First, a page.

Stone follows other major scholars of 1914-18 in stressing the way the disastrous casualty lists actually ratcheted up the popular hysterica passio. David Lloyd George captured the premiership by promising to fight the war to victory, no matter what the cost in human terms. Similarly, Stone shows that the 40,000 plus mutineers in the French Army in 1917 were actually mollified by their women folk who urged them to fight on and on. David Stevenson’s imposing synthesis on the war, 1914-1918: The History of the First World War, stressed the extraordinary fact that in England the division between conscripts and volunteers was roughly half and half, even after the major battles of 1916-17. Tentative peace moves during the first half of 1918 involving a proposal whereby Germany would give up Belgium if guaranteed a free hand in the East floundered against a sort of wearied blood-lust.
“Every measure of public opinion,” Stone insists chillingly “shows huge support for war to the bitter end, and Lloyd George, after some hesitation, responded to it.” Ken Harris’s loving biography of Clement Attlee recounted the story of how he drew his pistol and pointed it at the temple of a cowering subordinate soldier at El Hanna in 1917 after he seemed to hesitate when Attlee ordered him to attack. Attlee admitted quite candidly that he probably would have shot him had he not complied. When the brandy fumes and cigar smoke of Their Finest Hour finally clears, Attlee will probably be regarded as the most impressive British Prime Minister of the last century. That he came within seconds of shooting a terrified boy in the head as part of his official duties during the war surely amplifies Carlyle’s startling insight. Alien mentalities largely enabled this war and it requires all our energies to see them in their proper light. Incomprehension sustains the fascination.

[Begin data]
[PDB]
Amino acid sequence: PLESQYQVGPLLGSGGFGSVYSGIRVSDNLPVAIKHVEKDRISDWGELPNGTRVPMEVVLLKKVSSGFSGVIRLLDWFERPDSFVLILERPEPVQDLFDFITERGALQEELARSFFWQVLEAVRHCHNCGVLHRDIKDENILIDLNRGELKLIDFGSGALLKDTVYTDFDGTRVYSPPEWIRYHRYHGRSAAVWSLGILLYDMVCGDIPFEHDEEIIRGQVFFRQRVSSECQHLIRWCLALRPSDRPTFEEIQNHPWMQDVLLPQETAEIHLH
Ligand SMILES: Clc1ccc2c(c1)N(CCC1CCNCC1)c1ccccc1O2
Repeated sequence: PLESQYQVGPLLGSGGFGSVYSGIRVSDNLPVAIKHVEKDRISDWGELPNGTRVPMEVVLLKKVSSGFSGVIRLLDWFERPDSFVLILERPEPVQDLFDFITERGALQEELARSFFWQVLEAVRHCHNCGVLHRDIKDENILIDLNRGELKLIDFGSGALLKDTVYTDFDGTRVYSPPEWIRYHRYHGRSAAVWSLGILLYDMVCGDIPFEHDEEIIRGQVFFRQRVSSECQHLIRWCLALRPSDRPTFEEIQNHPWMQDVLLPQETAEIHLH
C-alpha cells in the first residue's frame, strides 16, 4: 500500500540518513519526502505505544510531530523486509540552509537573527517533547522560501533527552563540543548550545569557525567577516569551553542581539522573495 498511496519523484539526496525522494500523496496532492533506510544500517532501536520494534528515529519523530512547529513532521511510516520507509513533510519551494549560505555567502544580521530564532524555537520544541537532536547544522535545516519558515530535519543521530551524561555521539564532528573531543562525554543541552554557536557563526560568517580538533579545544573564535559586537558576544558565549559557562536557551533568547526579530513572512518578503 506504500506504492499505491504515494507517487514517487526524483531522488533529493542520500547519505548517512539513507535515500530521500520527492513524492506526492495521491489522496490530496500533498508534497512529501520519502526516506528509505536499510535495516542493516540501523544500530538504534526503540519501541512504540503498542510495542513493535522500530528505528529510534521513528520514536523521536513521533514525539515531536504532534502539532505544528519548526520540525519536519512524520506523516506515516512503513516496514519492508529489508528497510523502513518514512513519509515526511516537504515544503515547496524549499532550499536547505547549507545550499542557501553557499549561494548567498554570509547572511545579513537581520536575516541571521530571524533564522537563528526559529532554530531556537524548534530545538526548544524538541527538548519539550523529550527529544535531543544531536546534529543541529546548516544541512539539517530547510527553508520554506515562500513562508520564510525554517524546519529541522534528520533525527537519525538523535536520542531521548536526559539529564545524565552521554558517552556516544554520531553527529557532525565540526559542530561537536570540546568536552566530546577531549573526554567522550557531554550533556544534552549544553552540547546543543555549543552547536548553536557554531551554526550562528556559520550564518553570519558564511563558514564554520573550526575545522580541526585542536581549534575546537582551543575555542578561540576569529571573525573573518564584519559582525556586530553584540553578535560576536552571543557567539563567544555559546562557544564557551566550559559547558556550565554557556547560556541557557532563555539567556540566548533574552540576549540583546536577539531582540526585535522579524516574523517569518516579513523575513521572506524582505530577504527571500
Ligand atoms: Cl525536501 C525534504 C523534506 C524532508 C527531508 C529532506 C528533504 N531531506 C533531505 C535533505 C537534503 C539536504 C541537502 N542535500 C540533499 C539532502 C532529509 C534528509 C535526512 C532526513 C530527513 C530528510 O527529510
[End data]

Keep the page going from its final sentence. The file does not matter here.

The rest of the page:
This war may still echo in our ears for another, even more tantalising reason. For all his brisk, even brash empiricism, Stone’s war still remains at its heart a mystery. Due to its enormous complexity and the vagaries of its very human architects, the Great War still lies beyond our dim, causal minds. There is a sense in which it could be said to call the whole causal approach to the past into disrepute, even if this was emphatically not what Stone was aiming for. How can any one mind comprehend the enormity of 1914-18, and yet appreciate its curious void? How should it even be conceived? Was this a continuation of a European civil war dating back to the indiscrimate sectarian mayhem of the 16th century? Did the Germans pull the temple down on their heads through sheer greed as Margaret Thatcher asked Stone personally during the famous Chequers seminar she convened in 1990 to obstruct German re-unification? Was it all just one big accident as Niall Ferguson tried to show in his Pity of War, a book that knew the price of everything, but the value of nothing? Or did it follow logically from the roar and dazzle of mass industrialisation in the late 19th century? While Stone is clear that at its core the war was an imperial squabble whose enmities were catastrophically amplified by technological advances, his analysis leaves an array of paradoxes.